What’s the best production line for your food business?

There are a few key factors to consider when upgrading or investing in a new production line. Heat and Control has some pointers to help you get started.

Choosing the right kit is only half the story. It is not simply a question of buying the most suitable weighing equipment, or distribution system. Yes, speed, accuracy and reliability are vital, but you also need to choose a supplier with a service and support team that understands your wants and needs, and provides the right solution if ever a problem occurs.

Every food and beverage retailer is looking for something a little bit different in their product range, be it a different type of snack, flavour or pack presentation, so manufacturers need to be able to customise their products and deliver exact requirements to their customers.

These days, weighing and packaging systems have become compact with a smaller footprint compared to previous single multihead weighers and bagmakers. As an example, they are able to deliver around 130 bags per minute for chips and as much as 220 bags per minute for extruded snacks, on small target weights. This is compared to the 80 or 90 bags delivered by equipment of the past, with modern day technologies helping to achieve accuracy within one percent of the target weight.

Factors that you should consider when looking to upgrade, or looking at investing in a new distribution line, include:

  • Consideration for system layouts with a view to future requirements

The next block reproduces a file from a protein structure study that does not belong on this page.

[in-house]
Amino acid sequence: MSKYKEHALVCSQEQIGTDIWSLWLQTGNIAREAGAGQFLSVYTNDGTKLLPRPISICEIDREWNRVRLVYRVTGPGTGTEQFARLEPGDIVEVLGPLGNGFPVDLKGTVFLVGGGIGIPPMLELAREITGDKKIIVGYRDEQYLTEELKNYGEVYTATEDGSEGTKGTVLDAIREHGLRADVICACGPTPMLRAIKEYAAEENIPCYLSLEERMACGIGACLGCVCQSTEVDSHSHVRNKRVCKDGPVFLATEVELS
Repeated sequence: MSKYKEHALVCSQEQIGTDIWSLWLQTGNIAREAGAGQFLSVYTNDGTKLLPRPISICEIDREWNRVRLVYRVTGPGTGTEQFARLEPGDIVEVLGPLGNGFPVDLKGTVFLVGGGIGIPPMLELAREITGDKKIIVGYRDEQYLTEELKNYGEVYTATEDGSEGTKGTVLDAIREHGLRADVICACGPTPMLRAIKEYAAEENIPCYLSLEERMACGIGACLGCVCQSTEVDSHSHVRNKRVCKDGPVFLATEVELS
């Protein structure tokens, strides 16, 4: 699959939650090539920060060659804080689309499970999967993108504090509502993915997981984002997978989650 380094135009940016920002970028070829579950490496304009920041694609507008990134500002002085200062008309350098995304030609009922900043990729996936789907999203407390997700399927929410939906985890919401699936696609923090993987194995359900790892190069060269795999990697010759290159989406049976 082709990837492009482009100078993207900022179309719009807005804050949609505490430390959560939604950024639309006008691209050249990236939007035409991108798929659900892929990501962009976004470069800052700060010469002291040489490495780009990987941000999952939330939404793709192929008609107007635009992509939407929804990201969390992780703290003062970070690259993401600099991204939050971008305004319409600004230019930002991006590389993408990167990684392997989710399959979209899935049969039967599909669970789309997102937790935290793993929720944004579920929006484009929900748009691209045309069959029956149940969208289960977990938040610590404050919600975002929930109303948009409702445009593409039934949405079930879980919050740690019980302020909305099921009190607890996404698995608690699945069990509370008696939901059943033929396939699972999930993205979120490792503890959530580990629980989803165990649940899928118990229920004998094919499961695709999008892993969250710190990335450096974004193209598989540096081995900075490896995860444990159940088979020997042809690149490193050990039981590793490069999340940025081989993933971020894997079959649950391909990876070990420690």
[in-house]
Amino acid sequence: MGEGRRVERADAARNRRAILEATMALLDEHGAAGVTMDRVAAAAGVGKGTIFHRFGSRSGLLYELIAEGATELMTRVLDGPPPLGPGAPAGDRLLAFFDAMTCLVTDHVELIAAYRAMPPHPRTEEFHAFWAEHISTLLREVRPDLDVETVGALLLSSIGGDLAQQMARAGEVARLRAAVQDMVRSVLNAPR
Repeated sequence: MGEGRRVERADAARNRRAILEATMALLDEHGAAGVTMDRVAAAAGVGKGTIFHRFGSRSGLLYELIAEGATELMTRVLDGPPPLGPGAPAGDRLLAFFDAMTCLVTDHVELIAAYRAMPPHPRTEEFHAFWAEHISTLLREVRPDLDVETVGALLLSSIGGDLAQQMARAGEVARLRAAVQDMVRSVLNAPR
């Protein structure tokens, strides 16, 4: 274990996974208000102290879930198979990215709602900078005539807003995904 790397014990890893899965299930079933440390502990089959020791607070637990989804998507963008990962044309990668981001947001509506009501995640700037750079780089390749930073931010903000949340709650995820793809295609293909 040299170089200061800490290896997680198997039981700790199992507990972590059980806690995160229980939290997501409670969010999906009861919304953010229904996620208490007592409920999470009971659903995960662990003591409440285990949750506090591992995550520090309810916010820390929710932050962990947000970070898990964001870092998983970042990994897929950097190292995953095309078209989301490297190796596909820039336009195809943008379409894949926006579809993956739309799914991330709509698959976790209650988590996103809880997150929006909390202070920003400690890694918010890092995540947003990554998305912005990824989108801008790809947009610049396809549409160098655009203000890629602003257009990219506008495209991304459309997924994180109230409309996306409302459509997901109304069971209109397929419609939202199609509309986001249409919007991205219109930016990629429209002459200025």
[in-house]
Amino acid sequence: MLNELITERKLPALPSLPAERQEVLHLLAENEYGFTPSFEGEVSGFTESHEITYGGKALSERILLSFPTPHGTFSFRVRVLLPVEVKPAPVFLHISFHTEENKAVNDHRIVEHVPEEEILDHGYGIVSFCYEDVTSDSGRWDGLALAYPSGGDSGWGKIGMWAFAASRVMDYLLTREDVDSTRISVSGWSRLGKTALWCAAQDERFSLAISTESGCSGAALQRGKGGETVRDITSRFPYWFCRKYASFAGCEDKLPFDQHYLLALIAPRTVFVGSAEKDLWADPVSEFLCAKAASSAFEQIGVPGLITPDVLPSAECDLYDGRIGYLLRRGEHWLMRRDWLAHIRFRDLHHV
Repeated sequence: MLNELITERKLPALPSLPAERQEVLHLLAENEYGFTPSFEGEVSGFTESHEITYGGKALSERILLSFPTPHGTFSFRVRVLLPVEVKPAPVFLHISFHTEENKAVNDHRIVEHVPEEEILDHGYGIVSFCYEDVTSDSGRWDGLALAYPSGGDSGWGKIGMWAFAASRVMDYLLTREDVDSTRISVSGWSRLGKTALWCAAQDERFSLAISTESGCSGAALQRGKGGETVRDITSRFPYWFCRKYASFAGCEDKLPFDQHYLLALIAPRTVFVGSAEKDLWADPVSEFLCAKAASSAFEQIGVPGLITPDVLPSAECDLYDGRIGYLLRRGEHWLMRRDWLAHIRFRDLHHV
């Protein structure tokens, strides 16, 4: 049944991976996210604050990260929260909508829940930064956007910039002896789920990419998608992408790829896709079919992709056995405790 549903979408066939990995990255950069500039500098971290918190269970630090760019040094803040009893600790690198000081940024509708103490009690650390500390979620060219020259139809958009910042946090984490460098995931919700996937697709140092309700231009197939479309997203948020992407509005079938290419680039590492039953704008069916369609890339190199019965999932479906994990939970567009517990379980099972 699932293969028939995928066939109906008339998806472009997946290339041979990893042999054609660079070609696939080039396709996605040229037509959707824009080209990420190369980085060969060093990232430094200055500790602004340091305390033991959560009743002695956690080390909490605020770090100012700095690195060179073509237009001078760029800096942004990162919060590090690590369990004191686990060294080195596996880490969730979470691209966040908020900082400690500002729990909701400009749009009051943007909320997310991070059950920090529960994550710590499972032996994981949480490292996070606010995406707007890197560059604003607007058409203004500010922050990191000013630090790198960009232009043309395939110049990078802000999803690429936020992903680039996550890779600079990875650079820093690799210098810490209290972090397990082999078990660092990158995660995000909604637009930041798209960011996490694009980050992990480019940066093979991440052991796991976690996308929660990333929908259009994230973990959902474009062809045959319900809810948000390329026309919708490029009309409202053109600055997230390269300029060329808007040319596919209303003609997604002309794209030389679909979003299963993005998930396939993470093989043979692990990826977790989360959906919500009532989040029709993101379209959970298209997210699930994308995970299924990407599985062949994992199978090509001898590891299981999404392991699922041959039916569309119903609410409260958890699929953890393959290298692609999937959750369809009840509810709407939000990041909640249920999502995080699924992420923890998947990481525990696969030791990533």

• Provision for accumulation and feed modulation
  • Methods to divert product, sanitation, operator safety, cross-contamination, sustainability and product quality control.

While price, delivery and other commercial considerations are important, technical performance should certainly be the primary factor when evaluating which production line is best for your business. 

Conveying (product delivery) has become an integral part of controlling the feed to the weighing and packing stations of any food product, and has become more sophisticated than simply moving product from point A to point B.

When selecting a distribution system a processor needs to ask‘do I need a vibratory conveyor or a horizontal motion conveyor for my line? 

Vibratory conveyors come in two drive types, electromagnetic drives, which produce variable speed movements with short amplitude (lift) and high frequency (speed). Electromagnetic drives are best suited for lightweight, easy flowing products, and for conveying limited bed depths, spreading product, and fines removal. The other is a more aggressive, mechanical vibratory drive.

While vibratory conveying systems are very useful for breaking up product and keeping it separate, the constant bounce and impact of product on the pan is aggressive and can often reduce the quality of the finished product. Vibration can cause micro-cracks in some products, making them more susceptible to breakage later in the packaging or delivery process.

Additionally, there is often coating build-up on a vibratory conveyor pan but not on horizontal motion conveyor systems.